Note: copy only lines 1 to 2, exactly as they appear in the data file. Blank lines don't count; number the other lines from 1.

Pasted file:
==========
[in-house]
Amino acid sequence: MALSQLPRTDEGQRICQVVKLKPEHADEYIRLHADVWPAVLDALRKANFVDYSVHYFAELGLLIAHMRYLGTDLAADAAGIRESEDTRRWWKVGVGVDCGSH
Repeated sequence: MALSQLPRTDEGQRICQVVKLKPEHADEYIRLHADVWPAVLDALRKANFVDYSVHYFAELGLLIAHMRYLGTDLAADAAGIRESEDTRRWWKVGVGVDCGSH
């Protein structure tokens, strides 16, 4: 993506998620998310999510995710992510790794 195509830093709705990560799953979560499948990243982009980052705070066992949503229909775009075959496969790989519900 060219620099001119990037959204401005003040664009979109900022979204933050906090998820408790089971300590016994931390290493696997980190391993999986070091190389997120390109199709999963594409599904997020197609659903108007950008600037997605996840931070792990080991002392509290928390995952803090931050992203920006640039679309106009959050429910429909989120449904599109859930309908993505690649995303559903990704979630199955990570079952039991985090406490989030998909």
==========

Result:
[in-house]
Amino acid sequence: MALSQLPRTDEGQRICQVVKLKPEHADEYIRLHADVWPAVLDALRKANFVDYSVHYFAELGLLIAHMRYLGTDLAADAAGIRESEDTRRWWKVGVGVDCGSH